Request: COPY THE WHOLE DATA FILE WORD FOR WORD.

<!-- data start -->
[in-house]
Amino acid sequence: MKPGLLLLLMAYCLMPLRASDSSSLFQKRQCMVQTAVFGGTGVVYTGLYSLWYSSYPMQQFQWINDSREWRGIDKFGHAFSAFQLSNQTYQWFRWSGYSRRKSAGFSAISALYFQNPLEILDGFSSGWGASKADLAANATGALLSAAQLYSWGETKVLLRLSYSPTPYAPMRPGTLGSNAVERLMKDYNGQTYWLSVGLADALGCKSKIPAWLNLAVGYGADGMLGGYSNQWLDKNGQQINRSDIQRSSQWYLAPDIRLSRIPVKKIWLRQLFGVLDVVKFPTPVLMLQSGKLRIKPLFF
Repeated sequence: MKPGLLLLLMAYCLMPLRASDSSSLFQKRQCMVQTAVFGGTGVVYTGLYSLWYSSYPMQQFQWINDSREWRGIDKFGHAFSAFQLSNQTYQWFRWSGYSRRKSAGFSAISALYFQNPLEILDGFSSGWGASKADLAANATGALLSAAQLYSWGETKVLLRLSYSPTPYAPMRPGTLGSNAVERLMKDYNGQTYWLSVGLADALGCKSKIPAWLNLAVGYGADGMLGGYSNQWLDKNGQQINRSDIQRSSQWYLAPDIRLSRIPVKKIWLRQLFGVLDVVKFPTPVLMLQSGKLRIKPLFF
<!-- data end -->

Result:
[in-house]
Amino acid sequence: MKPGLLLLLMAYCLMPLRASDSSSLFQKRQCMVQTAVFGGTGVVYTGLYSLWYSSYPMQQFQWINDSREWRGIDKFGHAFSAFQLSNQTYQWFRWSGYSRRKSAGFSAISALYFQNPLEILDGFSSGWGASKADLAANATGALLSAAQLYSWGETKVLLRLSYSPTPYAPMRPGTLGSNAVERLMKDYNGQTYWLSVGLADALGCKSKIPAWLNLAVGYGADGMLGGYSNQWLDKNGQQINRSDIQRSSQWYLAPDIRLSRIPVKKIWLRQLFGVLDVVKFPTPVLMLQSGKLRIKPLFF
Repeated sequence: MKPGLLLLLMAYCLMPLRASDSSSLFQKRQCMVQTAVFGGTGVVYTGLYSLWYSSYPMQQFQWINDSREWRGIDKFGHAFSAFQLSNQTYQWFRWSGYSRRKSAGFSAISALYFQNPLEILDGFSSGWGASKADLAANATGALLSAAQLYSWGETKVLLRLSYSPTPYAPMRPGTLGSNAVERLMKDYNGQTYWLSVGLADALGCKSKIPAWLNLAVGYGADGMLGGYSNQWLDKNGQQINRSDIQRSSQWYLAPDIRLSRIPVKKIWLRQLFGVLDVVKFPTPVLMLQSGKLRIKPLFF